As you might have guessed, I’m a big fan of this band, although they aren’t especially well known in the U.S. I believe I first became aware of them when they appeared on an episode of Live from Abbey Road. I was impressed enough to buy their new album at the time, The Seldom Seen Kid, and was even more impressed by their i-tusnes concert. After Build a Rocket Boys, I was a fan, and after seeing them in oncert at The Wiltern on The Takeoff and Landing of Everything tour, I became a devoted follower of this Manchester band. Guy Garvey’s voice–rather like Rufus Wainwright’s although their voices aren’t that similar–just connects with me on some deep level. Their arrangements are intriguing, varied, and not really like anbody else, while their lyrics are deeply evocative of memories and emotions I had thought were private. I’ll be seeing them twice this week–once tonight in Santa Ana at The Observatory, and then on Thursday at The Wiltern. Their fans seem like genuinely nice and friendly people, an attitude the band seems to consciously foster by, for example, encouraging fans to post band-related material to their Facebook group.. This slideshow consciously recalls some of my other Elbow slideshows, including “Lost Worker Bee,” “Kindling (Fickle Flame),” “Scattered Black and Whites” (which frankly I consider my best slideshow to date), and “The Night Will Always Win.” The audio for Newborn is an extended version of the song from a Kendall Calling performance in 2015 (the song originally appeared on Asleep in the Back ).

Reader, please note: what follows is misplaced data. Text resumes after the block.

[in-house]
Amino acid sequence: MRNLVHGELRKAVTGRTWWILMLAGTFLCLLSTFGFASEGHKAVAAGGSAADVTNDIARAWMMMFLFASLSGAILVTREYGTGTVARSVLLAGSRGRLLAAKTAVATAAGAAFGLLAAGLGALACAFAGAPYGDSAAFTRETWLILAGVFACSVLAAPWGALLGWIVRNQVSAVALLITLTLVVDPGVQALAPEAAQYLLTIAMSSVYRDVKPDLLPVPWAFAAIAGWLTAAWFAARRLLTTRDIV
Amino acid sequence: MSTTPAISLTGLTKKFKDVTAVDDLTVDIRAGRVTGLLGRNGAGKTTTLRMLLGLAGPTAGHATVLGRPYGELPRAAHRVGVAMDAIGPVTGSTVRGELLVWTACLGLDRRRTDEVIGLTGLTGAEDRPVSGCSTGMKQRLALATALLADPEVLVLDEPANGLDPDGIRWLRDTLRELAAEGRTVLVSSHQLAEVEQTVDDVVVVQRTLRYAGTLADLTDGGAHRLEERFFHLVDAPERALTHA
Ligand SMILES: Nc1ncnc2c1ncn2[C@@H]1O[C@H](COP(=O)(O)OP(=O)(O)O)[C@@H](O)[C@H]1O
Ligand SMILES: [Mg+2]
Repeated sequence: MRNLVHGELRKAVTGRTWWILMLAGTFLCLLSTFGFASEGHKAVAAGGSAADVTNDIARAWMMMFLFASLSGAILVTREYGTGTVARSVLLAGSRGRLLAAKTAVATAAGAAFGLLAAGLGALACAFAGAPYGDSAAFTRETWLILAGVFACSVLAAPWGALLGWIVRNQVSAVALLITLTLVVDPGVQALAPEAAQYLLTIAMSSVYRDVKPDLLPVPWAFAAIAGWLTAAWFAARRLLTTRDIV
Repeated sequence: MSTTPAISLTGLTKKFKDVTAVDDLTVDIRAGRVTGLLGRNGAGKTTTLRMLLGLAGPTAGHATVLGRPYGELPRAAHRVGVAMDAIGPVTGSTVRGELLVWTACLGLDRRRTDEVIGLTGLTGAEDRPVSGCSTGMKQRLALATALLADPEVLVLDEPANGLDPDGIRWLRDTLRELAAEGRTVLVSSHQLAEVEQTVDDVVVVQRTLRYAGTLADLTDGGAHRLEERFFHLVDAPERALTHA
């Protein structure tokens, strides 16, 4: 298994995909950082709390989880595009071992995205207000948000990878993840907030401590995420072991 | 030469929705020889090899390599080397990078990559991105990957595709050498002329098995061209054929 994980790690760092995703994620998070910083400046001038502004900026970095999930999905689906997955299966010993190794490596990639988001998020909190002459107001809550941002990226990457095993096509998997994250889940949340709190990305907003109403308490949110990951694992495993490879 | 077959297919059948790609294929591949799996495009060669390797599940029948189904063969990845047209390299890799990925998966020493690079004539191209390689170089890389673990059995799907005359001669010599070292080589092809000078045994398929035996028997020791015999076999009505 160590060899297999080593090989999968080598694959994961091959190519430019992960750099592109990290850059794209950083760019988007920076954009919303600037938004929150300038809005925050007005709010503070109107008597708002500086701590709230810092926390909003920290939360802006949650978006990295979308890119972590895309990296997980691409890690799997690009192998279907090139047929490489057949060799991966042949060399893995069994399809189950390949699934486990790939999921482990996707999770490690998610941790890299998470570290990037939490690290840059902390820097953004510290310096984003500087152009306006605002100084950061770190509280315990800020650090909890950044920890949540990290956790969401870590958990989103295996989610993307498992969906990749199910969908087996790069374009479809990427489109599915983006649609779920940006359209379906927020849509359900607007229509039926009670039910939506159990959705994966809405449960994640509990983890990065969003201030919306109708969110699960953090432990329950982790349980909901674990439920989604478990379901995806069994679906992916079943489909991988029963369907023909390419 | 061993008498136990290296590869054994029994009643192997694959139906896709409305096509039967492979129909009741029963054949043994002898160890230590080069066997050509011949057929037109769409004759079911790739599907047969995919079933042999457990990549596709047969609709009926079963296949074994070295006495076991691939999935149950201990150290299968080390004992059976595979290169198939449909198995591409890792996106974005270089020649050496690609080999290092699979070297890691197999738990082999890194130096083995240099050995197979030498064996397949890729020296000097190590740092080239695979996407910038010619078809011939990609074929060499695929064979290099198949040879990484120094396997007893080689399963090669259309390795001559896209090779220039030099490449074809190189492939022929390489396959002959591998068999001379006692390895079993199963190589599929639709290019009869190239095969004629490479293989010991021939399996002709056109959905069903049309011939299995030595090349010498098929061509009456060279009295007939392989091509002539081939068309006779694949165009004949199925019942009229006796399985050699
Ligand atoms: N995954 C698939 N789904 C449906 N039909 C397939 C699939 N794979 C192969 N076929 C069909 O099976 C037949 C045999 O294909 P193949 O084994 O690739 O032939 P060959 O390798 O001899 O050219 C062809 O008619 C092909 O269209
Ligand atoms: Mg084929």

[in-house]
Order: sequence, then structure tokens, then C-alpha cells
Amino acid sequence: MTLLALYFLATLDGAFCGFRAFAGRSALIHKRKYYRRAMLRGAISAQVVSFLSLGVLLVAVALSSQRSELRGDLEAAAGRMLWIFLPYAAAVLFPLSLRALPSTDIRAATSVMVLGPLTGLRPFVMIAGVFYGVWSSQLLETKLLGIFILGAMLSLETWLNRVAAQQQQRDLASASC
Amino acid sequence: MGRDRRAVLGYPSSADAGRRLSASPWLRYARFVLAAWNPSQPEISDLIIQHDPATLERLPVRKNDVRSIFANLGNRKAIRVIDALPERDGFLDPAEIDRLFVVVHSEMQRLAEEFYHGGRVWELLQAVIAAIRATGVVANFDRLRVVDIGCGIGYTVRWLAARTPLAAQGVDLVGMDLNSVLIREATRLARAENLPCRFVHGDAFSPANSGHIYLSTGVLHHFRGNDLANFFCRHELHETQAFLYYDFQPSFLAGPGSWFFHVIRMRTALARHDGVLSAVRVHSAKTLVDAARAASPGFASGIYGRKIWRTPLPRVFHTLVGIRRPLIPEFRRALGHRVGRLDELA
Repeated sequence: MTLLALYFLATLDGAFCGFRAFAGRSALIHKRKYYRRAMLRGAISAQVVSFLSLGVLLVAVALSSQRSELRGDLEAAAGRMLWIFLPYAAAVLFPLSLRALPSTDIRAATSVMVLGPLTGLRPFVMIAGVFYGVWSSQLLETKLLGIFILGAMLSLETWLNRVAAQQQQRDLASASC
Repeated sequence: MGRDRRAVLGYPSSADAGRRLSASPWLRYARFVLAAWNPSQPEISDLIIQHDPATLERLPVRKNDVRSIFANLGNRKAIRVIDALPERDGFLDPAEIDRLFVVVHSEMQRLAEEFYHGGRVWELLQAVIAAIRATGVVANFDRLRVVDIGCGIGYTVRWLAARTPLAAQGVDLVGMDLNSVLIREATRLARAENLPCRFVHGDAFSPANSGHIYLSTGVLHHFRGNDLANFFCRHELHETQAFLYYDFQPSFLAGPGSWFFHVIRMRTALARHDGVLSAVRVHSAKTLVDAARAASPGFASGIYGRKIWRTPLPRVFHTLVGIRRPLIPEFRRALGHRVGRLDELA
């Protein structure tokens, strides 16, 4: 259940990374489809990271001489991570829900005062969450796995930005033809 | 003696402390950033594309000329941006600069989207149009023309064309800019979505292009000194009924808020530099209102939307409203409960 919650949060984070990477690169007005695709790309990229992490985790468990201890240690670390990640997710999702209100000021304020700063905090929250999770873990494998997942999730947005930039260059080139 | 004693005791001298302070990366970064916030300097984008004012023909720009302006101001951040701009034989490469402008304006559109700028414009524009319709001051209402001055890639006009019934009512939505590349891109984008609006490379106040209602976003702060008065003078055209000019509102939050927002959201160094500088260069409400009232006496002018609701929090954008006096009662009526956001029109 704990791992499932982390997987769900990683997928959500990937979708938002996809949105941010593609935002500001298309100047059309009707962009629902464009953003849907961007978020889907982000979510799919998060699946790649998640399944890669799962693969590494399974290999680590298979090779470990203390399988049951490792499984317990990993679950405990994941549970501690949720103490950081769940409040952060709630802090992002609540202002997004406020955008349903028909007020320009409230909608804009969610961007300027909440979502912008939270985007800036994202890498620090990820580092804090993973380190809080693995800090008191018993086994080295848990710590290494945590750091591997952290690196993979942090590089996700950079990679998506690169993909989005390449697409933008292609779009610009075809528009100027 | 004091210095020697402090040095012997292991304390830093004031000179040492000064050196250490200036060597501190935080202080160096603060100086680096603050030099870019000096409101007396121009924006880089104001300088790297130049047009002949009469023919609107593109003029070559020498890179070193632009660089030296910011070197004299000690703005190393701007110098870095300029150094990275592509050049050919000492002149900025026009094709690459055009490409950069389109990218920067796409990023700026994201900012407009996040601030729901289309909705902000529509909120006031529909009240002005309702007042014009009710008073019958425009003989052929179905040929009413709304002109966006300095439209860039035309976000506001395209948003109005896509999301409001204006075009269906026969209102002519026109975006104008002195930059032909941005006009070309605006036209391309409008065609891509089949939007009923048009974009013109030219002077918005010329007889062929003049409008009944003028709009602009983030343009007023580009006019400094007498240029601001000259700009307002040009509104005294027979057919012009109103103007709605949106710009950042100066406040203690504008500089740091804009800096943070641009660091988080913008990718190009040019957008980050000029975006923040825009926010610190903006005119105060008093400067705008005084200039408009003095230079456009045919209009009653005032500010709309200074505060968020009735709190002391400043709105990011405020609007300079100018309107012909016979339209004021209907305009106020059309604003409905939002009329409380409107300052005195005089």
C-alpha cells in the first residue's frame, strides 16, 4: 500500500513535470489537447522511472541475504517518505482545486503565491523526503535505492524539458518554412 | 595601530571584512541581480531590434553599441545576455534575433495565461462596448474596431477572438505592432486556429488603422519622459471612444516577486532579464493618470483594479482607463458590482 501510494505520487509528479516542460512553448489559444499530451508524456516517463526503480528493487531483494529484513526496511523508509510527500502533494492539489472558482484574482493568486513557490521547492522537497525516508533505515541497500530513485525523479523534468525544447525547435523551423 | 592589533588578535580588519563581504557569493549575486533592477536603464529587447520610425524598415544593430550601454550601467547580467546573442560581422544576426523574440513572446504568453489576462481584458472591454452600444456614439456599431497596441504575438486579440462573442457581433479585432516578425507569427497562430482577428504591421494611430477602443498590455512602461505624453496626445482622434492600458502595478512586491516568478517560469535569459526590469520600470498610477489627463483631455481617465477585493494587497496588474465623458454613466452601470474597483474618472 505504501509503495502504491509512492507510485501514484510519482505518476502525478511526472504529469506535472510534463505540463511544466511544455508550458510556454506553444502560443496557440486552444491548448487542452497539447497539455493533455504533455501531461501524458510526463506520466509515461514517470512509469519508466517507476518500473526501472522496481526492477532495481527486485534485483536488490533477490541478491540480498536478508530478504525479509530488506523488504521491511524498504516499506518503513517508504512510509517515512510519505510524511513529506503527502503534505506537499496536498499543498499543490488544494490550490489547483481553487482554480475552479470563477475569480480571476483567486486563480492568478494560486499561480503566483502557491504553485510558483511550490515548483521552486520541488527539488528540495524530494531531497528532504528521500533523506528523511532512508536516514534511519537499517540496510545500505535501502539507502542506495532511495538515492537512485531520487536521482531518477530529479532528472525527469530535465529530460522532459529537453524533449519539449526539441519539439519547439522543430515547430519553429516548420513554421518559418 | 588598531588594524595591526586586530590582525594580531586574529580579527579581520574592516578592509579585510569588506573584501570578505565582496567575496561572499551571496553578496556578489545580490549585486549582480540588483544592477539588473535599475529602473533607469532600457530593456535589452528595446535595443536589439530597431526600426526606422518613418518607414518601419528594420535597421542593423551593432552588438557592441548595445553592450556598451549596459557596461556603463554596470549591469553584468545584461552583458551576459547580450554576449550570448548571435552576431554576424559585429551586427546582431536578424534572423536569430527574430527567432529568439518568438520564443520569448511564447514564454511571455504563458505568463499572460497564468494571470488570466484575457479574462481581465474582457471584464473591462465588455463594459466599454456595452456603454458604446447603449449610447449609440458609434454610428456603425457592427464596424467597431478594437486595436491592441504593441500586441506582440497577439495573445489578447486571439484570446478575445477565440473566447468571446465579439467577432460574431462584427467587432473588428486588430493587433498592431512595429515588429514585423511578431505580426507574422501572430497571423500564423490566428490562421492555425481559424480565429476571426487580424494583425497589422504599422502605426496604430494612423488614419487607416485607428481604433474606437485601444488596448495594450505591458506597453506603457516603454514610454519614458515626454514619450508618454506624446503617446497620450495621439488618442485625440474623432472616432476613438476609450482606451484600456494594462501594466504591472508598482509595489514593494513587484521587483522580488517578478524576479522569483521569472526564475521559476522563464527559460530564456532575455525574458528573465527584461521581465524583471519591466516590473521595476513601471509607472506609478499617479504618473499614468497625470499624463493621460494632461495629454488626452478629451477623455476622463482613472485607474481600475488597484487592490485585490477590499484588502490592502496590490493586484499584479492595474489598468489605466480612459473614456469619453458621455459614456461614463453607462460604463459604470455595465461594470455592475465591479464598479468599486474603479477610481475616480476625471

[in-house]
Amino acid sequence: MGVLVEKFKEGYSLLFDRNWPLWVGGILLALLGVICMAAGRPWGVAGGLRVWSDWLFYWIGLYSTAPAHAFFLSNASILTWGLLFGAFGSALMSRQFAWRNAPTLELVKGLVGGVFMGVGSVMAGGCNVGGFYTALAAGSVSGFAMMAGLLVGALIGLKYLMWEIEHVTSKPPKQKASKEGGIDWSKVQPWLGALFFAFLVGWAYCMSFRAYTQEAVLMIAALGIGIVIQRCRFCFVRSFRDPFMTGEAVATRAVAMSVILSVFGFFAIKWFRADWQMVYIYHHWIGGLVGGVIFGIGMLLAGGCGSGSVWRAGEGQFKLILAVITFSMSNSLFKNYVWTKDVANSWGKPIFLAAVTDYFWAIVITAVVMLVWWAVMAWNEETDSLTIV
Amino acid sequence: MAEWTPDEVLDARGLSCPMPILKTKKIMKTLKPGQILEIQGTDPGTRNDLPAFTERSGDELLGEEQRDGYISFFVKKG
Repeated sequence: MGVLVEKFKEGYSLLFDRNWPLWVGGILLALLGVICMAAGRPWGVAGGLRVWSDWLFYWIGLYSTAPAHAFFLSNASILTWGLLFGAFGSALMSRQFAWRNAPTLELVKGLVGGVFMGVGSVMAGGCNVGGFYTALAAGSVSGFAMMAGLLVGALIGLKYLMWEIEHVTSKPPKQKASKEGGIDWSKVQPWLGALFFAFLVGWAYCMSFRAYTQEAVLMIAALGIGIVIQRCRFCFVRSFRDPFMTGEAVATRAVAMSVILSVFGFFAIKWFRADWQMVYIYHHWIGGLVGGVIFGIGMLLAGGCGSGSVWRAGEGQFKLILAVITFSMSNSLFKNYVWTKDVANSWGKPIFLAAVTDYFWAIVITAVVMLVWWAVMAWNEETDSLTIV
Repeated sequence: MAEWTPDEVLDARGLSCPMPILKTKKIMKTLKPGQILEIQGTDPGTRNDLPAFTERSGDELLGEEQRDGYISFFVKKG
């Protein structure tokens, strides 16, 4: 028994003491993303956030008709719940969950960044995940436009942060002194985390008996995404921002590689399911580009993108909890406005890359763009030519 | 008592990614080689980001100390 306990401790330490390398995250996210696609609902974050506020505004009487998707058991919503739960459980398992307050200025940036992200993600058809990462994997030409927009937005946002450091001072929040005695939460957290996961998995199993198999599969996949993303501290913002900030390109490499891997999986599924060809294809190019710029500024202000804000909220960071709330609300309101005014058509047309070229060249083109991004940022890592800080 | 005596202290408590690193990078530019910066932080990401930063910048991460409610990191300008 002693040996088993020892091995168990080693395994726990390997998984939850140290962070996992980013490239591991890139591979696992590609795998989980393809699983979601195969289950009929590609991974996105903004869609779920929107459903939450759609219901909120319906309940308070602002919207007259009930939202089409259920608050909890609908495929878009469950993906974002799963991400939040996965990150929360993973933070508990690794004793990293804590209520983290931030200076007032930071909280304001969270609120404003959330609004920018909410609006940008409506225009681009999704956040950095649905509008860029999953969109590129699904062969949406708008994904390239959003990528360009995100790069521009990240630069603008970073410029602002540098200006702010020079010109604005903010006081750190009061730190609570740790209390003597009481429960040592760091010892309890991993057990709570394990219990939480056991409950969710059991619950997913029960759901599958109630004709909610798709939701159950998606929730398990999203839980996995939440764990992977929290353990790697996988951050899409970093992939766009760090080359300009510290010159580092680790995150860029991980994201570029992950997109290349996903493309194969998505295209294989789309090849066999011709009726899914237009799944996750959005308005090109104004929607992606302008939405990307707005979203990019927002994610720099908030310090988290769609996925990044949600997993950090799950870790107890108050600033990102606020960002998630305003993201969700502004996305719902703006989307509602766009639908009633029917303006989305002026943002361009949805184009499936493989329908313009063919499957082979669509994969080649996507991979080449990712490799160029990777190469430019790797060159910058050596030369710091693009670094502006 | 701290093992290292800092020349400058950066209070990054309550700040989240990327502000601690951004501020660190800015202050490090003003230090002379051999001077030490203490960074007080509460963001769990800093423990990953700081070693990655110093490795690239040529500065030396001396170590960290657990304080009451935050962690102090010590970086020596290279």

“Poorman’s Sunshine” is a track from Donovan’s Beat Cafe album (2004). A very intriguing album that revisits Donovan’s early experiences with beat culture, this is a standout track, with some terrific upright bass playing and some simple yet fascinating lyrics, delivered with conviction by the Glaswegian bard. The slideshow was great fun to do, with the last section kind of deliberately recalling the Atlantis/1983 slideshow/video from a couple of months ago. Certainly part of the meaning of the song is that music can be a “poorman’s sunshine,” although I sort of expanded the meaning to suggest that sunshine–or happiness-exists wherever you find it, which is probably true for everyone, but it is probably more true for those living on the margins. Anyway, I hope you like it (I’m really quite proud of myself for this one), but even if you don’t, just close your eyes and groove on this fantastic, little-heard song.